k-os
Joyful Rebellion


4.5
superb

Review

by Tyler Fisher EMERITUS
January 31st, 2007 | 32 replies | 5,427 views


Release Date: 2004 | Tracklist

Review Summary: One of the most musical rap albums created.

I don’t think k-os wants me writing this right now. In an interview with Pop Matters, he smacked down critics, calling them hypocritical and sort of unworthy of tearing apart someone else’s music if they aren’t even making it themselves. He addressed the fact that there are some critics that make music of their own, but more often than not critics are simply critics. That interview taught me a lot about the man behind some of the most musical hip-hop I’ve ever heard. I learned that k-os loves music, but that’s not why this album exists. He wants to start a revolution. While he holds the same ideals of many inspirational rappers, namely black rights and telling the true story, your story, k-os takes the old phrase “rock is dead” and applies it to hip-hop. K-os said this about Joyful Rebellion, a statement that truly defines this album and his musical philosophies.

There's no limit; there are no rules. The rule is not to be cool. People end up following the rules (too much). I tried to not have rules on this record. [All] music that I ever loved, I just put it in a pot and tried to absorb from it. I mean that's what love does; it takes you beyond the grasp of limits. If you love music then it's not about hip-hop, rock, or punk rock, it's about coming up with all kinds of music. Perhaps that's what the joyful rebellion really is, being happy about that process. Rebelling against only liking one kind of music or having only one kind and music and that's your lifestyle.

As k-os stated, this is so much more than just a hip-hop album. Sure, he raps, and there are electronic beats galore, but the musical styles ranging from flamenco to reggae to pure pop make for something much broader. Drawing influence from The Roots, k-os brought in a live band to create his music, in which he plays guitar and piano. While some of the lyrical messages are very serious, almost prophetic, the music is truly joyful. With this original, unheard of style of rap and the joyous music, Joyful Rebellion is the perfect album name. The opening track, Emcee Murdah demonstrates that something completely new is about to take place. The track features a simple guitar melody infused with dramatic strings and a laid back, simple drum beat accented with rim clicks. K-os’ message becomes apparent immediately, with lines like “Money and fame will lead to emcee murder.” After a short rap, he launches into the chorus where he sings and shows he has a fantastic singing voice. If k-os wanted to, he could create an entirely singing album.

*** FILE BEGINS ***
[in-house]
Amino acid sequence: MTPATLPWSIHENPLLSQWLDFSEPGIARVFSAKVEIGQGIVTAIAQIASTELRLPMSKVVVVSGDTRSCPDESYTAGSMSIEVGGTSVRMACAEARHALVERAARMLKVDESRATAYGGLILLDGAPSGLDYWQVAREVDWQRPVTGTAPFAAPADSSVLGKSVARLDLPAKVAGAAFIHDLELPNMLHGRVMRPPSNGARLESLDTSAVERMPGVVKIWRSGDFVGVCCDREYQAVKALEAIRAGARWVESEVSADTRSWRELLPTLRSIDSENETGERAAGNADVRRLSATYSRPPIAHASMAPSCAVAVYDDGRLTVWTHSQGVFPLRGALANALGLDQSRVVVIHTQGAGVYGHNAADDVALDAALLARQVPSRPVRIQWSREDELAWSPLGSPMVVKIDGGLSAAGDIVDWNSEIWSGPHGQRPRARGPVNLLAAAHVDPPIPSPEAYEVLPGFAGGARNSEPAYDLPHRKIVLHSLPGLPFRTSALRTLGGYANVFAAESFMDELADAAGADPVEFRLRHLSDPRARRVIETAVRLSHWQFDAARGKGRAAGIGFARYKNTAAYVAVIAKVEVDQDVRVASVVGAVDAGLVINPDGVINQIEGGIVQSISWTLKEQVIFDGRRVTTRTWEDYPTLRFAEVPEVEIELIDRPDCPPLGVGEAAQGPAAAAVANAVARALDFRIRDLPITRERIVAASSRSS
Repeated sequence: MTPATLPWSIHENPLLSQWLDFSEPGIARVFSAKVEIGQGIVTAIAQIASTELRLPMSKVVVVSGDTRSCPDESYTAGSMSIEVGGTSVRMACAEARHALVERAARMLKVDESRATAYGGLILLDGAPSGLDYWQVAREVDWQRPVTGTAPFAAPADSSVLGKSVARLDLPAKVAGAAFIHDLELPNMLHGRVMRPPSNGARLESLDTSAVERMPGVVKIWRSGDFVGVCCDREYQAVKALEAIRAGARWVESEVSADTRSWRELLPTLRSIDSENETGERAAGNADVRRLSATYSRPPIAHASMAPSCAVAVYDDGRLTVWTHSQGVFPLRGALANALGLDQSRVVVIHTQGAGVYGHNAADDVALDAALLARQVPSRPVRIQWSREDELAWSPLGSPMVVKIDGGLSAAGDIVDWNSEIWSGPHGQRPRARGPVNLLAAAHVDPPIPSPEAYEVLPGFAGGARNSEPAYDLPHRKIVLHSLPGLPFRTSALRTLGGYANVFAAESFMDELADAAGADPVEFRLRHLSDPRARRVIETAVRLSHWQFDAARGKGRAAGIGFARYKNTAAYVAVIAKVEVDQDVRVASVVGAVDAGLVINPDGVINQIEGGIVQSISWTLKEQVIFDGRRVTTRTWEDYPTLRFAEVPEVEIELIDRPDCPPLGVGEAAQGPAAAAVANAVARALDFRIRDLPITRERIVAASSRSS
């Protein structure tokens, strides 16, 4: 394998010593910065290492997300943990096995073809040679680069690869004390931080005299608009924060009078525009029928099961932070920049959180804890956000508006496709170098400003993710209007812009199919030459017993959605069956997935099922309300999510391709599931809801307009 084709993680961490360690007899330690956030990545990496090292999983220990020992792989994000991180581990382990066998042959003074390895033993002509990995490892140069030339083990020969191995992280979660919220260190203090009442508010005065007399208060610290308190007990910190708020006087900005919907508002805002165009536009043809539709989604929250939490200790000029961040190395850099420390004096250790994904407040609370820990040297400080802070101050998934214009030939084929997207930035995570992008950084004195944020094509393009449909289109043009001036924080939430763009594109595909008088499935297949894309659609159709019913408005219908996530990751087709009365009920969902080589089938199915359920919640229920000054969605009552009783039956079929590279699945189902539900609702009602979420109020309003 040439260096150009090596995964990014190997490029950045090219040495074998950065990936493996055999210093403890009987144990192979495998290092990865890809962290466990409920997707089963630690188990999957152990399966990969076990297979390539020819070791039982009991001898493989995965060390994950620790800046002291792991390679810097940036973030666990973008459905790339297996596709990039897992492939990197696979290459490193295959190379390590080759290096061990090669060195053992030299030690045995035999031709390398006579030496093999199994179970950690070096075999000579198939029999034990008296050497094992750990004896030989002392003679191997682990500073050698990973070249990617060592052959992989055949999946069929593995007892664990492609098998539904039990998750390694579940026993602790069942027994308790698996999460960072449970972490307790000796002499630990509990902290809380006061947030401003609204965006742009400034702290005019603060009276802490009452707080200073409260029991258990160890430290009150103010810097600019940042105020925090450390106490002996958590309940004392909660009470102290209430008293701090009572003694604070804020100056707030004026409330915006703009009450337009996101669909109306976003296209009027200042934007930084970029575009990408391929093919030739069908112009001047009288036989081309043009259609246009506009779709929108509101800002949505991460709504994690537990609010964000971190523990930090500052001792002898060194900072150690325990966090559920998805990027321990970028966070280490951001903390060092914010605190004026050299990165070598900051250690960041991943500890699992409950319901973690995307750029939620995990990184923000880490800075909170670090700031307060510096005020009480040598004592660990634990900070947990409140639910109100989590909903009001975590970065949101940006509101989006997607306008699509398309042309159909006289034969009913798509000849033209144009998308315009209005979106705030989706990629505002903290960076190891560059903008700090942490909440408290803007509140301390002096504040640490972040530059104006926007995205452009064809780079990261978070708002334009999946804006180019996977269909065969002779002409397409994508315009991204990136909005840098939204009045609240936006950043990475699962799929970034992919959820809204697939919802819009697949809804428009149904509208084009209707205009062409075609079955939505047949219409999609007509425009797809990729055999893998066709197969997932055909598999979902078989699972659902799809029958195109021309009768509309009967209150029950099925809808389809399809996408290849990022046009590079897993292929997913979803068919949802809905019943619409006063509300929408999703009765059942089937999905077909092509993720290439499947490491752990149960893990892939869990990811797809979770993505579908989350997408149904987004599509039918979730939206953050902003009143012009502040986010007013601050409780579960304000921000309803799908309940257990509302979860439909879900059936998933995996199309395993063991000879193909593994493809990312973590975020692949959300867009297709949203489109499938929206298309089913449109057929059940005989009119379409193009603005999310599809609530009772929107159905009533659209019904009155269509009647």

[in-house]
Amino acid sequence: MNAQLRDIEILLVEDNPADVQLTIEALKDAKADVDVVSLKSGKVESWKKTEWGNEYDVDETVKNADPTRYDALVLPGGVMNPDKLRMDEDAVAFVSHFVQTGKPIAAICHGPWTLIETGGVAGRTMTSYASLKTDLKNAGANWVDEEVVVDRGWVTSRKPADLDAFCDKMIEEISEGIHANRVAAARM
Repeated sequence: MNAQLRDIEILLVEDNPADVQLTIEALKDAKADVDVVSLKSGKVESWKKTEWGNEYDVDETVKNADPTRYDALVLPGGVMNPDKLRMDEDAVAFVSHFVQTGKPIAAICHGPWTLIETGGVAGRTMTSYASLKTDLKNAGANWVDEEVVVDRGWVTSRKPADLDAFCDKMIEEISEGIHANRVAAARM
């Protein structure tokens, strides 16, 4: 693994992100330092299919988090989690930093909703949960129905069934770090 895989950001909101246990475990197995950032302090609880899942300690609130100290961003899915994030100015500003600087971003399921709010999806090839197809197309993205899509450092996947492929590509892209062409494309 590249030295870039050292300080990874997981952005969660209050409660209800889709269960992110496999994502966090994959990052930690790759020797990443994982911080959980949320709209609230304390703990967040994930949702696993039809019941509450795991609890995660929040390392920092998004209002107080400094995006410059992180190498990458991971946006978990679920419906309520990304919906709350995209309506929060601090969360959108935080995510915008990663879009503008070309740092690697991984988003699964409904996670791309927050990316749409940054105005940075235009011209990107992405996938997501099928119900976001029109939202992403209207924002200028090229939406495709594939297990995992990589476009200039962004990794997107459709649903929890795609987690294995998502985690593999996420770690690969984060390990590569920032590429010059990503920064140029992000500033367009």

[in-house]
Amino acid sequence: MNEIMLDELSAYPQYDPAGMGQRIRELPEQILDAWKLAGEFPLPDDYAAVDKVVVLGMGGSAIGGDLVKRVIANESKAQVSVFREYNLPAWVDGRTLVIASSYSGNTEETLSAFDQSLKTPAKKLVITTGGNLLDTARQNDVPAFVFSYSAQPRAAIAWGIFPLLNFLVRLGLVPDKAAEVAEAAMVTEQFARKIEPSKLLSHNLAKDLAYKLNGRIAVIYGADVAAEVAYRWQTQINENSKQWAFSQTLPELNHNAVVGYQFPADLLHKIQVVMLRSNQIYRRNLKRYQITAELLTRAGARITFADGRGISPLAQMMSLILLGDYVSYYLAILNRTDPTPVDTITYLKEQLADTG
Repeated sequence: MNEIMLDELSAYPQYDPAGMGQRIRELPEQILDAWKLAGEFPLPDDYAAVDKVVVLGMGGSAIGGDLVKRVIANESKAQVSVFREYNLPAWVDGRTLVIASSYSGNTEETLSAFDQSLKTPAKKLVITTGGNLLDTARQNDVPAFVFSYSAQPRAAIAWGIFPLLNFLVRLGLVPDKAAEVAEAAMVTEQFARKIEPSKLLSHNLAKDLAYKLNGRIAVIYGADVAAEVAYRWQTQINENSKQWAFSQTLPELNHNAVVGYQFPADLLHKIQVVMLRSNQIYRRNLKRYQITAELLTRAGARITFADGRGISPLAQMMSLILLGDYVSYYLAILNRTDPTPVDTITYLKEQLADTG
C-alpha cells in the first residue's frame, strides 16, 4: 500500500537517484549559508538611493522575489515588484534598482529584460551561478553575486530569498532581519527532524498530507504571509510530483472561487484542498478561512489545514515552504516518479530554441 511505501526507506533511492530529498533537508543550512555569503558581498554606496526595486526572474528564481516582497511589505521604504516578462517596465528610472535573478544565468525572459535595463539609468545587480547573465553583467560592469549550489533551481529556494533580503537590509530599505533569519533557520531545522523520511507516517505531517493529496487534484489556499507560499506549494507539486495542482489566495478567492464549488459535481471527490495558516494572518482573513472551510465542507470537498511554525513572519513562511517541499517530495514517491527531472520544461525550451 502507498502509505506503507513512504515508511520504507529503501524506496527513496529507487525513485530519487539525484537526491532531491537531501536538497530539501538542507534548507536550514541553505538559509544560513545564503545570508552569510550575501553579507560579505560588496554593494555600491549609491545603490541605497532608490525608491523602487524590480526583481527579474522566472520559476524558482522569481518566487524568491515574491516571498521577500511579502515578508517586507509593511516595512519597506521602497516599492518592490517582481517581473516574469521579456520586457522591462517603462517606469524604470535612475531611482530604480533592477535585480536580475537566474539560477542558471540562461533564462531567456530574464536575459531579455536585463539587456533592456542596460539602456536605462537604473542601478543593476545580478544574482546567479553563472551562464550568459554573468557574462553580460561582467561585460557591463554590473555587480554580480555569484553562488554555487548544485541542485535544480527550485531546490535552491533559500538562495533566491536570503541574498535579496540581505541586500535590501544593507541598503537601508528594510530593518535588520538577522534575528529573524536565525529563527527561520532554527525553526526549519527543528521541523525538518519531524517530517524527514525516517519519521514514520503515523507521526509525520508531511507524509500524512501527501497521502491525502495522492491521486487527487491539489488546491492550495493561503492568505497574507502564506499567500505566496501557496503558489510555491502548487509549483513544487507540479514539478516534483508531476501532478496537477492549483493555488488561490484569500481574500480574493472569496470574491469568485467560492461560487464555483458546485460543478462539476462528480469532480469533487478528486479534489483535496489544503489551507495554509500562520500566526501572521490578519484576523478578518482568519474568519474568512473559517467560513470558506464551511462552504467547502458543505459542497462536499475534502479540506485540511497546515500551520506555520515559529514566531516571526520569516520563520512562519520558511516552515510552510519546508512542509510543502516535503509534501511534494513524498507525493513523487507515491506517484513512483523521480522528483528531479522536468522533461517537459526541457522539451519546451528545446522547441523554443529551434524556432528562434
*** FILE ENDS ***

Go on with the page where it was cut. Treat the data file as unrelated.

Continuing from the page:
The album continues excellently with something completely different. Crucial is a completely authentic reggae jam. The live band makes their first appearance and one of their best, with a great guitar melody and bassline. K-os sings about the oppression of his race, which he felt heavily growing up in a predominantly white Canadian town. The lyrics dabble a bit in spirituality, speaking of a higher ground and salvation. K-os sings throughout the entire track, and proves once again that he is a fantastic singer. A guitar solo leads the song out, and leaves Crucial feeling like a full band’s track, not one coming from a rapper. Once again, the album takes a brand new turn on the next track, Man I Used to Be. It represents the first true hip-hop song on the album, but it also exudes a Michael Jackson style about it, especially through the singing in the chorus. The drum beat and various samples make the song immediately catchy and accessible. While the song revolves around one chord progression the entire time, so many different voices, including a funky guitar and more dramatic strings play on the chord progression that it never gets old. The drums play very high in the mix, which gets annoying, especially on the open high hat, but there is so much to focus on in the track that it doesn’t really matter. Man I Used to Be is a fantastic track that shows immense potential from k-os to create some of the catchiest songs around.